By Jim Schutze
By Rachel Watts
By Lauren Drewes Daniels
By Anna Merlan
By Lee Escobedo
"The talent is not a surprise. We knew that was there," Daniels says. "We've been very pleased with how mature he is, how he's handled what we've thrown at him, how he's made adjustments and how he's really embraced some of our coaches. And that's in large part the reason why he's moved as quickly as he has."
John Sickels, author of the annual Baseball Prospect Book and former ESPN columnist, ranks Feliz as the second-best pitching prospect in baseball next to Tampa Bay Rays southpaw David Price. He expects Feliz to begin this year at Double-A Frisco, where he spent part of last season, and then move on to Triple-A Oklahoma before getting the call-up to Texas.
"I love Feliz. He's got maybe the best arm and pure fastball in the minor leagues," he says. "If he stays healthy, and that's always a big if with any young pitcher, I think he could be a No. 1 starter."
Feliz, who won 10 games with a 2.69 ERA and 153 strikeouts in 127 1/3 innings combined at Class A Clinton and Double-A Frisco last season, says Ryan has been teaching him how to throw his fastball on the outside corner and mix it with throwing his slider low and away.
Considering he doesn't turn 21 until May, Feliz appears uncharacteristically calm for someone receiving advice from a Hall of Famer and named the team's No. 1 prospect by Baseball America.
"I don't feel pressure," he says through a translator. "I just give thanks to God for being in this position and try to take advantage of it."
After the rest of the pitchers throw, the players head to the locker room for lunch and a team meeting. Fellow southpaws Derek Holland and Kasey Kiker take a seat as sub sandwiches are handed out and the inauguration of Barack Obama plays on TVs in the background.
As Holland is approached by a reporter, the other young pitchers get the 22-year-old to crack a smile by yelling "Oh, Derek!" in their best girlie voices.
Holland, a 25th-round selection in the 2006 draft, was one of the biggest breakout players in baseball last season with a 13-1 record, 2.27 ERA and 157 strikeouts in 150 2/3 innings combined at three minor league stops. The velocity on his fastball jumped from 90-93 mph in the spring into the mid-90s by summer, even occasionally touching 98.
Randy Putman, Holland's coach at Wallace State Community College, describes him as a fierce competitor who's confident and was instrumental as a leader at Wallace State. "Every time he went to the mound, we knew we were going to win because he was going to lay it on the line like it was the seventh game of the World Series," he says. "It bothered him not just to lose a game but to give up a hit."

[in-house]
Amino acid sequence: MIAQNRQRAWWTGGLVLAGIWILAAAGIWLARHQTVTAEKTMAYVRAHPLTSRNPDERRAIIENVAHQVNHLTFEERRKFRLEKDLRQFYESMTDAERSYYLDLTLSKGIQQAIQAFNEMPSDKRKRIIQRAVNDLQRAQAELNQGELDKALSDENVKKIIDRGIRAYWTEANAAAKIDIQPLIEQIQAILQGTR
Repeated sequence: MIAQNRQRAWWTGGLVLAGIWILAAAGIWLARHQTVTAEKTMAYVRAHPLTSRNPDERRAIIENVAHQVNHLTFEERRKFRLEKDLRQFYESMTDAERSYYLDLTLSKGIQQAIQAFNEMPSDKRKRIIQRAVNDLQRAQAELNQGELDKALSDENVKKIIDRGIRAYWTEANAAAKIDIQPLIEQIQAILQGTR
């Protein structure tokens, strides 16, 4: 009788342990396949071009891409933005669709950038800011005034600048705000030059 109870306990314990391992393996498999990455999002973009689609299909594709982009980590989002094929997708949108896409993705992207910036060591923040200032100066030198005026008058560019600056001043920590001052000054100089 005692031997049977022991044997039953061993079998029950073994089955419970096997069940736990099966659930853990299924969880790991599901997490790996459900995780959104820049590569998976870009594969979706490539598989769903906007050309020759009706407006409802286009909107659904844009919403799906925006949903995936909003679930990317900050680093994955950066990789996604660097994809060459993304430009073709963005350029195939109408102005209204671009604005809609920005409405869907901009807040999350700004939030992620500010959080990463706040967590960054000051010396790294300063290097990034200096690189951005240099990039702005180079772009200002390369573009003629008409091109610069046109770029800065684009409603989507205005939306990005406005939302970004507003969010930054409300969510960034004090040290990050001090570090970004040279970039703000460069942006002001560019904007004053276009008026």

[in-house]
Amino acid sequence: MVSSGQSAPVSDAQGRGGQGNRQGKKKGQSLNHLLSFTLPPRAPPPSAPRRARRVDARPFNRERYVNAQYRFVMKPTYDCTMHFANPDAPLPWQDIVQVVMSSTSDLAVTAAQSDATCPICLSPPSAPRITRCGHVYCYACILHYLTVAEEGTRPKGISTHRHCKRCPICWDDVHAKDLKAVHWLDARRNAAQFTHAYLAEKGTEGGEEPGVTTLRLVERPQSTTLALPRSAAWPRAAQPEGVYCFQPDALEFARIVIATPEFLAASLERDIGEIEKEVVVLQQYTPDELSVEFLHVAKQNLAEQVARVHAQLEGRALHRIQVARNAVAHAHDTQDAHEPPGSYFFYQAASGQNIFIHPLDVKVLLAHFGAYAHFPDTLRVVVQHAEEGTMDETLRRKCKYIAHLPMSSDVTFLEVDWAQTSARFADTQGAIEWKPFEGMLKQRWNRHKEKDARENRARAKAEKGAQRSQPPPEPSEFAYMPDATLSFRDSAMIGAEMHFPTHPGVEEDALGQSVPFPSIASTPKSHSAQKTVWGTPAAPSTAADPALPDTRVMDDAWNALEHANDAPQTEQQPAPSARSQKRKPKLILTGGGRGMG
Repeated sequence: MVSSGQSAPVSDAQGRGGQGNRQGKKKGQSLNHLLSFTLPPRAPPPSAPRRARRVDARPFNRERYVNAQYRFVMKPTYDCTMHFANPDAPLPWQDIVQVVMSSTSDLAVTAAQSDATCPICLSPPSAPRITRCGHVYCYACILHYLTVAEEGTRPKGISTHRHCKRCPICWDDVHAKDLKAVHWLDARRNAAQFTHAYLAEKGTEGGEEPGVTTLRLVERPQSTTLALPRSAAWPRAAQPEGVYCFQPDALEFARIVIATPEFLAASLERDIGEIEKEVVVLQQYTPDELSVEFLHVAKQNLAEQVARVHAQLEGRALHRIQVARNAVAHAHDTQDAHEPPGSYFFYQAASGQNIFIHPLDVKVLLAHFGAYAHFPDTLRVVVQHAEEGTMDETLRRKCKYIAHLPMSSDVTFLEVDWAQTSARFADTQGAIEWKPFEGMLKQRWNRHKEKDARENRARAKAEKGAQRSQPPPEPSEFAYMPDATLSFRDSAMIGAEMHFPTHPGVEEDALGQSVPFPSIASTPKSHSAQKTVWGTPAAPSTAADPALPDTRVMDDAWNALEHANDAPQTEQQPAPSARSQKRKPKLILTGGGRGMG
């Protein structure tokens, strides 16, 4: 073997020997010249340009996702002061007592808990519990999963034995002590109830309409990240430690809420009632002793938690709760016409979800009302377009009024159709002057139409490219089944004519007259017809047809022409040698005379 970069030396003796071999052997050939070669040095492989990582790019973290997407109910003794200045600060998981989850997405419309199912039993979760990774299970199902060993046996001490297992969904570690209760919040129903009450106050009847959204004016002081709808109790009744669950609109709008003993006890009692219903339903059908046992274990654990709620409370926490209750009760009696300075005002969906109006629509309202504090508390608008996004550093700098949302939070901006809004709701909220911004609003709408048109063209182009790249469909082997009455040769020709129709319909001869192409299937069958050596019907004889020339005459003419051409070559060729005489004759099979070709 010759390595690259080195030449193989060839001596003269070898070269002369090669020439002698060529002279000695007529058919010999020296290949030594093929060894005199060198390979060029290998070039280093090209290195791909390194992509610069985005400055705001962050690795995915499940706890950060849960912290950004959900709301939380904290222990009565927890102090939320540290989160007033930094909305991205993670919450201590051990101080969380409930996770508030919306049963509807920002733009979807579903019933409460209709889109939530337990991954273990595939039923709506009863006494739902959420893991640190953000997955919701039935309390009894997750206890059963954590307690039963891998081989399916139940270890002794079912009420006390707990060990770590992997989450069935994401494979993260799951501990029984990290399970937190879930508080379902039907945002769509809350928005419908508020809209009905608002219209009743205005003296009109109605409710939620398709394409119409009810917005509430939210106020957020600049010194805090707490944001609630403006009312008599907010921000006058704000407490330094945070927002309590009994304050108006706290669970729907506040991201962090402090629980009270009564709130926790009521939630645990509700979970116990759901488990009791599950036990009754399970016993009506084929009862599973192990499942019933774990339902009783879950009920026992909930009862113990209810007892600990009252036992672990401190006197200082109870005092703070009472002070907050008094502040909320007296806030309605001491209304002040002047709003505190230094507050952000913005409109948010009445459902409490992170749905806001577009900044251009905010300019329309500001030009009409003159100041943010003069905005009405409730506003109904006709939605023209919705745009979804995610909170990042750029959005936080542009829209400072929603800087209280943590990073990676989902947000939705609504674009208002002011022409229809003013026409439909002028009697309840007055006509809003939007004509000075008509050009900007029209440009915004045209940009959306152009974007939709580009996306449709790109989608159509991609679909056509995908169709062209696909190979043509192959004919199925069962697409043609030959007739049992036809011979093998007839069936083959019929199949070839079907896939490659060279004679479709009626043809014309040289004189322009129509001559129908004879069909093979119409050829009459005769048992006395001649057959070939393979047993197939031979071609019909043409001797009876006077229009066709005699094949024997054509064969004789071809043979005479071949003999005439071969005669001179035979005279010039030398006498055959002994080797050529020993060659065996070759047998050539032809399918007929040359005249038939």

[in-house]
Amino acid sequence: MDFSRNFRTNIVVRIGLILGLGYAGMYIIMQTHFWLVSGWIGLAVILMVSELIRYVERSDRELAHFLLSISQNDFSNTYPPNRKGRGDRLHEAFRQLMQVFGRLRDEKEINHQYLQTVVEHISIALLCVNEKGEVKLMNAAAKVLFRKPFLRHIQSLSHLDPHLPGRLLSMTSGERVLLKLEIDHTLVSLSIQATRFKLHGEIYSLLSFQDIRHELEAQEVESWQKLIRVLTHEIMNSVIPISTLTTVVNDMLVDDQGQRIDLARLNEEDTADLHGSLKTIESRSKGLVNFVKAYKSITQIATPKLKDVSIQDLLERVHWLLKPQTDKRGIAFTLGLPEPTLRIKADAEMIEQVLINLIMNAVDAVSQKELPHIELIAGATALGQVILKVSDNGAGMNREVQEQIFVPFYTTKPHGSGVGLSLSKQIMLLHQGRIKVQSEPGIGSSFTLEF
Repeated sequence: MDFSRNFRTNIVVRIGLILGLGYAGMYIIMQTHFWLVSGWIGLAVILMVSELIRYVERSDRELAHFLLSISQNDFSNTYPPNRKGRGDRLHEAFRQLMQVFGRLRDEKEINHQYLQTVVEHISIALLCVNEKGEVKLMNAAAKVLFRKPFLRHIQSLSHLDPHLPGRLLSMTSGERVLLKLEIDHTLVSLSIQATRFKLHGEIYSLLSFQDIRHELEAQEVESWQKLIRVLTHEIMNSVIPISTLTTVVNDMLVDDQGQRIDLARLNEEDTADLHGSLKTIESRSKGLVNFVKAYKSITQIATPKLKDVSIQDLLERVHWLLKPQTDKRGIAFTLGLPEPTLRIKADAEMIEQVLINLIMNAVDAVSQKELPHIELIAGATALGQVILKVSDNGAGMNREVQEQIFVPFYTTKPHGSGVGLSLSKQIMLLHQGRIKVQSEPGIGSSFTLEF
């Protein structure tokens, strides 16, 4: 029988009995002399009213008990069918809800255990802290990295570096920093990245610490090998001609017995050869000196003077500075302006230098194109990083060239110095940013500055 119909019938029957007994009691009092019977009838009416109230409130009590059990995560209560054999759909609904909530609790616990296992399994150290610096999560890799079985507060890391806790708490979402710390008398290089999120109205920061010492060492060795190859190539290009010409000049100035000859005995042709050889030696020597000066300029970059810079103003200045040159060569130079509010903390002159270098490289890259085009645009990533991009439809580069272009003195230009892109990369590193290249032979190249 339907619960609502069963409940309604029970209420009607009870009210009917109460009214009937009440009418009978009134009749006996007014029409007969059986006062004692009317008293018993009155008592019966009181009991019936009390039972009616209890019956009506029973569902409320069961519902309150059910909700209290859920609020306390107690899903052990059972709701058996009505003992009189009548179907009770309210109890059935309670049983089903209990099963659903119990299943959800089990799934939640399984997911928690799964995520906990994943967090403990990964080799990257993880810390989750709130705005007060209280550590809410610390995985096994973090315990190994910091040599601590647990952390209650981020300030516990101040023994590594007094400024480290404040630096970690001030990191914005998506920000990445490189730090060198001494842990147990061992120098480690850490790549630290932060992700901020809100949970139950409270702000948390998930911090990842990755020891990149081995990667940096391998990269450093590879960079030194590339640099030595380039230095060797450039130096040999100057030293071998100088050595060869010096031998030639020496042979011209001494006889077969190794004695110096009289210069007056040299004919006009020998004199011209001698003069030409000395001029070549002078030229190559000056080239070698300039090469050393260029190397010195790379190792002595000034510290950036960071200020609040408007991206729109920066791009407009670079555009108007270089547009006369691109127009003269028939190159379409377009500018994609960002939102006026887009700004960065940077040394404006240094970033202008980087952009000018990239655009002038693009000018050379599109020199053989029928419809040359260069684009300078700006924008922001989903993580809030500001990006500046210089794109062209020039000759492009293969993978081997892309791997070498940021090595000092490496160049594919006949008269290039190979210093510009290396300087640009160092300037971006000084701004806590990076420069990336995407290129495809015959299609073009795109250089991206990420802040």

Holland and Feliz formed a dangerous one-two punch last season at Frisco, the Rangers farm club that was named minor league team of the year by Baseball America. Holland says he looks forward to battling Feliz for the top spot in the Rangers rotation, but he stresses that there are plenty of other good pitchers in the organization with whom he is prepared to compete.
Credit for the deep pool of arms in the minors goes to Daniels, says Jamey Newberg, author of The Newberg Report, an online newsletter chronicling the Rangers minor league system. Newberg says Daniels has been "extremely impressive" and believes other executives around the league would agree.
"Some of the general media in town pick out a couple of sound bites off his track record and complain about what he's done, but he's got tremendous respect in the league," he says. "You can't show me a GM who hasn't had a couple trades over the past three years he wouldn't take back."
Tom Hicks' 2005 decision to hire the untested 28-year-old Daniels seemed the desperate act of an owner following the latest trend to shake up a stagnant ball club: hiring young, overeducated nerds as GM. Before Daniels, Theo Epstein held the title of youngest GM in baseball history when the Boston Red Sox hired him at age 28 in 2002. Epstein, also an Ivy League grad, built a team that brought a World Series championship to Boston in 2004 for the first time in 86 years. Like Daniels, whose career began as an intern for the Colorado Rockies, Epstein rose up the organizational flow chart with amazing speed after beginning his career in public relations with the San Diego Padres. Unlike Epstein, Daniels hasn't delivered so much as a playoff appearance.
Daniels wasted no time making his mark on the franchise—unfortunately it was a black mark. Only two months after he was hired, he traded Alfonso Soriano to the Washington Nationals for Brad Wilkerson and Armando Galarraga. Soriano had refused to move to the outfield to make room for second baseman Ian Kinsler, yet Soriano did just that when asked by Nationals manager Frank Robinson, and went on to hit a career-high 46 home runs in the 2006 season. Wilkerson was nothing short of a disaster with 73 more strikeouts than hits in his two seasons in Texas, and Galarraga was traded to the Detroit Tigers in 2008 for a minor league outfielder who was subsequently released.